Upon opening up the first disk I noticed that it had somehow come adrift from its position in its case with the result that it had been rolling around loose while various postal services had played rugby with the parcel, as they do, and the underside of the disk had ended up somewhat scratched as it rattled against the clip sort of thing that was supposed to keep it in. Luckily it plays all right for the most part (it stops for a fraction of a second once during the first episode, but no more noticeably than happens when doing a layer transition) so I don't have to send it back for a replacement.
I watched the first episode both in Japanese and in
The story itself is proving very interesting so far. A good number of major characters have shown up so far and the writer has wasted no time in giving them real personality, even the villains - antagonists, really; even Quent, the wolf-hunter, is no more obsessed than Kiba and no more vicious than Tsume. Even a warlike robot guarding a dead city is given a personality.
Although apparently set on Earth, albeit in the future - wolves are claimed by one character to have been extinct for two hundred years - for the average person little has altered, technologically, indicating that some sort of societal breakdown seems to have taken place. A comparison could be made with the background detail in "Trigun", although often details are the opposite: instead of the relentless suns and desert landscape of the planet "Trigun" is set on, the landscape of future Earth shown in "Wolf's Rain" is cold and mountainous; one recurring image so far in this series is wolf tracks in snow. Whereabouts on Earth this is hasn't been stated so far, but if I had to guess anywhere I'd guess far eastern Siberia, perhaps Russia's Pacific coast. Any writing seen so far is Cyrillic; it flashes over the screen too quickly for me to read it (and in any case I don't know any Russian) and in the first episode, when a man goes into a bar he orders vodka.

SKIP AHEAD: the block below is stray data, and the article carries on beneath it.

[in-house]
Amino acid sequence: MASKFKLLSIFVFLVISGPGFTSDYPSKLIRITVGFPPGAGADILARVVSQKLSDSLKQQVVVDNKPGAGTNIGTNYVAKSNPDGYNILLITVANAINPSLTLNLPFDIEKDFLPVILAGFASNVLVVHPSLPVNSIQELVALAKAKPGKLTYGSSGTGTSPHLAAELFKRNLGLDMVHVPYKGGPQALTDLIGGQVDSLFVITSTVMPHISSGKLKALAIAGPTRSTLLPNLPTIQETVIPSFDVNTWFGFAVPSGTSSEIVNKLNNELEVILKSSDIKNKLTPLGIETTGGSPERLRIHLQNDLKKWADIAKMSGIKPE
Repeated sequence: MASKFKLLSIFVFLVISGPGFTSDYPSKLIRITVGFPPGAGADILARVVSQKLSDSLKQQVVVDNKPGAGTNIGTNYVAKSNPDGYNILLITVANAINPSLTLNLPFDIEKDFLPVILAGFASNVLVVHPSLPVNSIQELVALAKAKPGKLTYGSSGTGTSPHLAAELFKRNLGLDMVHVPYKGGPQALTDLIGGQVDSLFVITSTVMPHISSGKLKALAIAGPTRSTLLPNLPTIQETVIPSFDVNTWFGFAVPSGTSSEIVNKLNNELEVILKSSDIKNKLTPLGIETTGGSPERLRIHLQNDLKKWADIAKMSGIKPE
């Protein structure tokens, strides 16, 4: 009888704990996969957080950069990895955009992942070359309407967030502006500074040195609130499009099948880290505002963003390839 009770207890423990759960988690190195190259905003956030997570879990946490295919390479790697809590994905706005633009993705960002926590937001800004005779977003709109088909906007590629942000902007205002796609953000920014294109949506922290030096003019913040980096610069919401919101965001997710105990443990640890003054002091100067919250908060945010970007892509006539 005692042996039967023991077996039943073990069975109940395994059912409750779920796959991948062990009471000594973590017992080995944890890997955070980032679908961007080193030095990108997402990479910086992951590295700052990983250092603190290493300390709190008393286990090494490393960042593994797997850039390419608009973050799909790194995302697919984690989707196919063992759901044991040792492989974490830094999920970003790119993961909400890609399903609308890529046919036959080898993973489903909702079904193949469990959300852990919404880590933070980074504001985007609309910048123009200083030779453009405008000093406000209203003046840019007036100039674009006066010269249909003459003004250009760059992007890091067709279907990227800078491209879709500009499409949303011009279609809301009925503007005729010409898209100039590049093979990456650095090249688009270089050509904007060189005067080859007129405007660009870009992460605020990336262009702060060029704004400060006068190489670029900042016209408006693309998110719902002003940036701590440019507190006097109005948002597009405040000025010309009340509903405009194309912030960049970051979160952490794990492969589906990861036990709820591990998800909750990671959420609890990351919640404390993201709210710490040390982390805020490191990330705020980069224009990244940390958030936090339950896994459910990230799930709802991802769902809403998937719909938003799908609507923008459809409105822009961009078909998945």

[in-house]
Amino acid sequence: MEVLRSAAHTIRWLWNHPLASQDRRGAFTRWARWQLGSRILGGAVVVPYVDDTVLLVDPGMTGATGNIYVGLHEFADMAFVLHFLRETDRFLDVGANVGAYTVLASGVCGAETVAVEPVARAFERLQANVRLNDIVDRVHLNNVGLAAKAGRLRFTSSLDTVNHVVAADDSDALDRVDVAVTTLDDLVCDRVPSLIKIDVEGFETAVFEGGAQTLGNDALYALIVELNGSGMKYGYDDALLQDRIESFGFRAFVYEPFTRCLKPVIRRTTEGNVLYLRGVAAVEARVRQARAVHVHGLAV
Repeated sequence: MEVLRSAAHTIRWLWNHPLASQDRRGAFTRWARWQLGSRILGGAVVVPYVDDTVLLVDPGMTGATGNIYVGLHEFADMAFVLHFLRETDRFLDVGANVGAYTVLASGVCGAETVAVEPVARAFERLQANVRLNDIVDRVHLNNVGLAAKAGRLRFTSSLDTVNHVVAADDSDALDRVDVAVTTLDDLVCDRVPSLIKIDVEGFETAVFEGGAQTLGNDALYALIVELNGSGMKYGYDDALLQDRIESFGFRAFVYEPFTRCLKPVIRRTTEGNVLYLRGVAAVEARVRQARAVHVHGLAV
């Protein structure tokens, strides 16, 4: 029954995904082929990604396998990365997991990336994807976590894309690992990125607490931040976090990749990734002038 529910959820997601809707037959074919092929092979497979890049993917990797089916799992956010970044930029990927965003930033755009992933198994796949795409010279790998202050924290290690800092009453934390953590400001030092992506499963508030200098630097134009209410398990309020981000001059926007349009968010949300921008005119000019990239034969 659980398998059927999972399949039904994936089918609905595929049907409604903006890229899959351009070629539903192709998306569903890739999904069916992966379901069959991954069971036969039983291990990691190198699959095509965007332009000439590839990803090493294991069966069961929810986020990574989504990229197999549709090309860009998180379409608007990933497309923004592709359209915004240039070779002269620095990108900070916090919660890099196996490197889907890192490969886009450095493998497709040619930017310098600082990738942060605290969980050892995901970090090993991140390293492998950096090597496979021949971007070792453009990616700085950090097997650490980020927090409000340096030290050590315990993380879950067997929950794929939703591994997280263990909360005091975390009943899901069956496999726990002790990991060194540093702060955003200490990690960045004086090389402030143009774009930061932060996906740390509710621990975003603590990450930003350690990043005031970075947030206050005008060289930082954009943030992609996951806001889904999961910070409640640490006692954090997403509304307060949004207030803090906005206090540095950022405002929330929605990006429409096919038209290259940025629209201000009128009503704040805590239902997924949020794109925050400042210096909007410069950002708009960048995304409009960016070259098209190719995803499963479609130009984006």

Nothing is explained so far of how the wolves are able to project an illusion of being human, although it is obviously just an illusion: when they walk they leave wolf tracks, and when Tsume tries to save a boy from falling to his death, his hand seems to reach for the boy but his jaws close on the boy's shoulder.
One thing I have noticed in what little other anime I have watched is that when major characters are introduced they are described fairly simply and their characters are explored as the series progresses. This seems to be happening here as well. Of the main characters, Kiba is first shown as a dreamer, with his distaste for carrying a human illusion and obsession with finding Paradise (obviously nobody told him to turn right at Glenorchy, then right again before he gets to Kinloch or the Routeburn turn-off); later the viewer learns of his uncertainty. Tsume doesn't want to be involved, has no wish for friendship, but despite his attitude a bond seems to be developing between him and Toboe. Toboe is young and idealistic with no knowledge of how to live in the wild, but takes to it better than Hige; and while Hige starts off as the comic relief he's also beginning to act as a reality check for Kiba.
The story itself, so far, has already got well under way. Mysteries have been planted which may or may not be important later on: who or what is Blue? who or what is Cheza? why does Quent hate wolves? Rather annoyingly, this first disk ends at a point apparently half way through a storyline. Even more so than other anime I have watched, it is hard for me to pigeonhole this story in any one genre. It's mostly action-adventure, but there's a decent amount of detective story / mystery involved as well, and perhaps a bit of romance being foreshadowed as well (although in a somewhat warped manner: two of the most interesting human characters go out to dinner to celebrate the anniversary... of their divorce...)
The animation varies between good and superb. Not just the backgrounds either: most of the time the moving characters are carefully and realistically drawn. The incidental music is very good as well: subtle and varied. Oddly both the opening and closing theme tunes of the show are sung in English. I don't know whether this is just for the international release.
The production and presentation of the DVD is excellent as well. The menus are as intricately designed as the backgrounds of the show itself. There are a number of "special features", the most interesting of which is a (thankfully subtitled) interview with the voice cast, where the voice actors describe how they envisage the characters they play.
So all in all it's shaping up to be something really good. At the moment I'm deciding whether to watch the second disk (or at least the first part thereof) tonight or to wait until next weekend.